Switching pedal phalanges on Sylviornis

According to Worthy et al. 2016
“Numerous phalanges are known for Sylviornis neocaledoniae. While no articulated material is known, the collection reveals that this bird had the usual digital formula of 2:3:4:5 for digits I to IV as shown in a composite set (Fig 11, here Fig. 1) assembled based on matching size of the elements from The Pocket, in Cave B.”

Figure 1. By switching two phalages (2.1 and 4.1) you get a pes that includes a p3.1>p2.1 as in all sister taxa. This minor change is revealed by phylogenetic analysis.

Figure 1. By switching two phalages (2.1 and 4.1) you get a pes that includes a p3.1>p2.1 as in all sister taxa. Note the red PIL intersecting the joint when repaired. This minor change is revealed by phylogenetic analysis. Image modified from Worthy et al. 2016. Cave bones, like this, can sometimes be scattered.

Sylviornis neocaledoniae (Poplin 1980, recently extinct) was originally considered a ratite, then a megapode, then a stem chicken (Gallus), not quite a meter in length. Here it nests at the base of the hook-beaked predatory birds between Sagittarius and Cariama. The premaxilla forms a crest. The narrow rostrum is mobile relative to the wide cranium. We looked at Sylviornis earlier here.

Figure 1. Sylviornis is not a giant chicken. It's a basal predatory bird.

Figure 1. Sylviornis figure with original pedal phalangeal setup.

On a similar note…
I found this skeleton of Phoenicopterus, the flamingo (Fig. 3), with its toes switched on this unknown museum mount. The preparators should have mounted digit 2 medially and digit 4 laterally.

Figure 2. Flamingo skeleton with toes switched. Pedal 2 should be medial. Pedal 4 should be lateral.

Figure 2. Beautiful flamingo skeleton with toes switched. Pedal 2 should be medial. Pedal 4 should be lateral. Science is at its best when it is both appreciative and critical.

References
Poplin F 1980. Sylviornis neocaledoniae n. g., n. sp. (Aves), ratite éteint de la Nouvelle-Calédonie. Comptes Rendus de l’Académie des Sciences, Série D (in French). 290: 691–694.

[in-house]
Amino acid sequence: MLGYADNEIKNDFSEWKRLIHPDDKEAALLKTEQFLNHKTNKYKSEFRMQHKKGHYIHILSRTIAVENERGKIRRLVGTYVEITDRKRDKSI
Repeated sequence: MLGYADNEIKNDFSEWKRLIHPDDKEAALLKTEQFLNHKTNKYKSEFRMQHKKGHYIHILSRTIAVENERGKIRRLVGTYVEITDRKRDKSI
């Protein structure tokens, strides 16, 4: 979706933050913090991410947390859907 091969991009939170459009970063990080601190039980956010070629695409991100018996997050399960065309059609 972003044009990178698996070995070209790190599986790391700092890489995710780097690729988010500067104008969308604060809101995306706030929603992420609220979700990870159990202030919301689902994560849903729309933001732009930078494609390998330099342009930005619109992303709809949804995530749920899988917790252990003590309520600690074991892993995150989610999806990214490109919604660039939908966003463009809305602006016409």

Worthy TH et al. 2016. Osteology Supports a Stem-Galliform Affinity for the Giant Extinct Flightless Bird Sylviornis neocaledoniae (Sylviornithidae, Galloanseres). PLoS ONE 11(3): e0150871. doi:10.1371/journal.pone.0150871

wiki/Sylviornis

4 thoughts on “Switching pedal phalanges on Sylviornis

  1. Nope, that long element is a classic theropod pedal phalanx II-1, not IV-1. You see that same shape with the slight proximomedial expansion in theropods from ornithomimosaurs to Sinraptor to Gallus, and IV-I is basically always shorter than II-1 and III-1 in these taxa with generic terrestrial feet. Not to say such a misidentification never happens (see my post on Fukuivenator), but this isn’t an example of it.

  2. If you’re correct, then we have an autapomorphy with regard to sister taxa (established with the previous data). I note your examples are not closely related to Sylviornis. I have similar data. Those difference help describe the clade. You allowed for the possibility of exceptions with your comment, ‘basically always’, so you are aware of exceptions. Please get back to me when you have data on more closely related taxa. Then I’ll change the score back to what was originally proposed.

    • Your “previous data” are flawed due in part to errors like this one, so it’s circular reasoning for you to claim your topology based on errors should be evidence against this idea being an error, or that I should compare taxa which your erroneous topology places closer to Sylviornis. My examples were phylogenetically diverse to indicate this morphology for II-1 is very conservative for terrestrial theropods, and Gallus should be a valid example since Sylviornis was most recently placed as a stem-galliform based on more and better characters than yours (Worthy et al., 2017). You can also see the same morphology in megapodiid Leipoa in figure 11 of Worthy et al. (2016) that you made your figure from, btw. I’m not commenting to convince you that you’re wrong, but it’s examples like this, toothy Confuciusornis, etc. that are part of why I don’t trust your findings, which you asked me in a prior post.

  3. This brings up an interesting hypothesis that can only be resolved by adding the skeleton of Leipoa to the LRT. I could not locate one on the Internet. Send one if you have one. Remember, in the LRT megapodes and predatory birds are all basal neognaths. They are closely related to each other. I look forward to working this out.

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